Michele Bachmann has been the target of strong criticism from fellow Republican lawmakers after accusing one of Secretary of State Hillary Clinton's longtime aides of having possible ties with the Muslim Brotherhood.
In letters to federal organizations, Bachmann and four other congressman expressed concerns that Huma Abedin, now Clinton's deputy chief of staff, has used her position to encourage more favorable policy decisions to the Muslim Brotherhood.
“[Abedin's] position affords her routine access to the Secretary and to policy-making,” one of the letters reads.
Bachmann made further comments in a radio interview with Sandy Rios. “It appears that there has been deep penetration in the halls of our United States government by the Muslim Brotherhood,” Bachmann said. “It appears that there are individuals who are associated with the Muslim Brotherhood who have positions, very sensitive positions, in our Department of Justice, our Department of Homeland Security, potentially even in the National Intelligence Agency.”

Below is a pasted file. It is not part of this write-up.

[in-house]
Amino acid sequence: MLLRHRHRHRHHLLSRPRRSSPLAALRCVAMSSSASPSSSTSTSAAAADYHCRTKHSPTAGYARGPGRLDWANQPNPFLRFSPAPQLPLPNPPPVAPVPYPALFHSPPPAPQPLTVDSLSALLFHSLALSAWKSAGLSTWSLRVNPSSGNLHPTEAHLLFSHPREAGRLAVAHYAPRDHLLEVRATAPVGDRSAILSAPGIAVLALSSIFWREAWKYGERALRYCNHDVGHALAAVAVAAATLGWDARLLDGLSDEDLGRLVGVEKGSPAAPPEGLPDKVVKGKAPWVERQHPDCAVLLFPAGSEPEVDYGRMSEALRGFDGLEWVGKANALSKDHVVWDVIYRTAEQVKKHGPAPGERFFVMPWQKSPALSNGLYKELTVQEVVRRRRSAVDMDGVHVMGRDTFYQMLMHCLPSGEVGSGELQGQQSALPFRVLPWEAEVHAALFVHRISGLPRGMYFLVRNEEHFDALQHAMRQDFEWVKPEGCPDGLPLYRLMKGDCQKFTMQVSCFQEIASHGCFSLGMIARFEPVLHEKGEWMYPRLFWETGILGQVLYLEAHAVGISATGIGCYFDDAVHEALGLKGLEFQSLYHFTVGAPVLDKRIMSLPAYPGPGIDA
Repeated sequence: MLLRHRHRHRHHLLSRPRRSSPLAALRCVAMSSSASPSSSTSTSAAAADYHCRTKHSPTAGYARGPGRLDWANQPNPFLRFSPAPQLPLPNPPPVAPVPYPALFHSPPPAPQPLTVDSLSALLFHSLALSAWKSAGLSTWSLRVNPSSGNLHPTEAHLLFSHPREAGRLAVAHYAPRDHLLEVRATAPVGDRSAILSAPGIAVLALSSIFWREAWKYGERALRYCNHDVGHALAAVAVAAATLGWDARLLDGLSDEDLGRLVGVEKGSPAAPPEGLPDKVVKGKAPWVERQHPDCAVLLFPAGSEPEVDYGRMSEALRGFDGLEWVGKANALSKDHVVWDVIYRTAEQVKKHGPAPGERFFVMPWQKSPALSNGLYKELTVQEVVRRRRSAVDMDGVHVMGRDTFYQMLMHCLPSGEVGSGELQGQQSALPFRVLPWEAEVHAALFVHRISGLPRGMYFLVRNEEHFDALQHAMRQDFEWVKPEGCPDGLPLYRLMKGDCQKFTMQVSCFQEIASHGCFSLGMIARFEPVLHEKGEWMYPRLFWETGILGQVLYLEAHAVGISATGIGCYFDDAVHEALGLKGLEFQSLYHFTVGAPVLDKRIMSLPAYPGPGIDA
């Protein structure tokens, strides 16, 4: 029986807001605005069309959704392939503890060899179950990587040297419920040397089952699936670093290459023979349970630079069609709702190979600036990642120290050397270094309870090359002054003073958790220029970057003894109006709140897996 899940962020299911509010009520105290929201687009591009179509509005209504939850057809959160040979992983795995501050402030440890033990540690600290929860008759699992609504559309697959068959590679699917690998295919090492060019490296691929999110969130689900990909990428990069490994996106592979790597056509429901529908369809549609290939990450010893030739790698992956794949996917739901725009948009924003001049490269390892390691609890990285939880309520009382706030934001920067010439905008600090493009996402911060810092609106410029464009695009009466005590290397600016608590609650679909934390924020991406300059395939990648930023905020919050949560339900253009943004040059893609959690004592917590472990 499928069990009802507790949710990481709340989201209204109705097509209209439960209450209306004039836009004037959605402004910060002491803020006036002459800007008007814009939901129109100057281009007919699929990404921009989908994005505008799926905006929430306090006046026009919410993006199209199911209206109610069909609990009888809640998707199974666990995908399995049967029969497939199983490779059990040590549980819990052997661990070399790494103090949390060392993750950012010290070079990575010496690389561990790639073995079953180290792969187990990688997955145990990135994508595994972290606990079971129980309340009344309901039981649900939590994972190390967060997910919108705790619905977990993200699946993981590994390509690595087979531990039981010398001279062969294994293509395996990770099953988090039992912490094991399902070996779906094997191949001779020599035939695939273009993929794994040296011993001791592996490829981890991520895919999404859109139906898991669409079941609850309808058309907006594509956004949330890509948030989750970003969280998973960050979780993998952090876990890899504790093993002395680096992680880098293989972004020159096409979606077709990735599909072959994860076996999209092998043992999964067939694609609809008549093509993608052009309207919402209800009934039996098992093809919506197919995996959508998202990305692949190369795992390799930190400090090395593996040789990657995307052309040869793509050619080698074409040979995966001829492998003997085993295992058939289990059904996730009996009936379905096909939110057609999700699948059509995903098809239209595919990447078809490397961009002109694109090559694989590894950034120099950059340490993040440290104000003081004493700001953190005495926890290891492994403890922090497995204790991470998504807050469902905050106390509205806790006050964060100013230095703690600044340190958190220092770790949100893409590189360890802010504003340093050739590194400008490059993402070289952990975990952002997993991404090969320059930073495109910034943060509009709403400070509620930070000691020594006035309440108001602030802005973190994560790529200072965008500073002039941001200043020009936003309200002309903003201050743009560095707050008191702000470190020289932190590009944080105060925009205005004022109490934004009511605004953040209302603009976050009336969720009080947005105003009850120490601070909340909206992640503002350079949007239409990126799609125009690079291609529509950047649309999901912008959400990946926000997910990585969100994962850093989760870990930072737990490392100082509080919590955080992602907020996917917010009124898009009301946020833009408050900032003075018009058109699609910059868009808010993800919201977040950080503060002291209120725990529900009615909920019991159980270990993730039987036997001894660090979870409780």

One of the most vocal critics of Bachmann's accusations has been Senator John McCain, who personally defended Abedin. Calling her a "friend" and an "intelligent, upstanding, hard-working and long servant of our country and our government," the Republican from Arizona denounced the accusations made by Bachmann and her partners.
"These sinister accusations rest solely on a few unspecified and unsubstantiated associations of members of Huma's family, none of which have been shown to harm or threaten the United States in any way," McCain said. "These attacks on Huma have no logic, no basis, and no merit. And they need to stop now."
Speaker of the House John Boehner also weighed in on the accusations, calling them "pretty dangerous." "I don't know Huma, but from everything I know of her, she has sterling character."
To substantiate her claims, Bachmann points to her deceased father, Syed Abedin, and an institute that he founded decades ago. That institute received support from a Dr. Umar Abdallah Nassif, who was part of the Muslim World League, an organization that has suspected ties to the Muslim Brotherhood.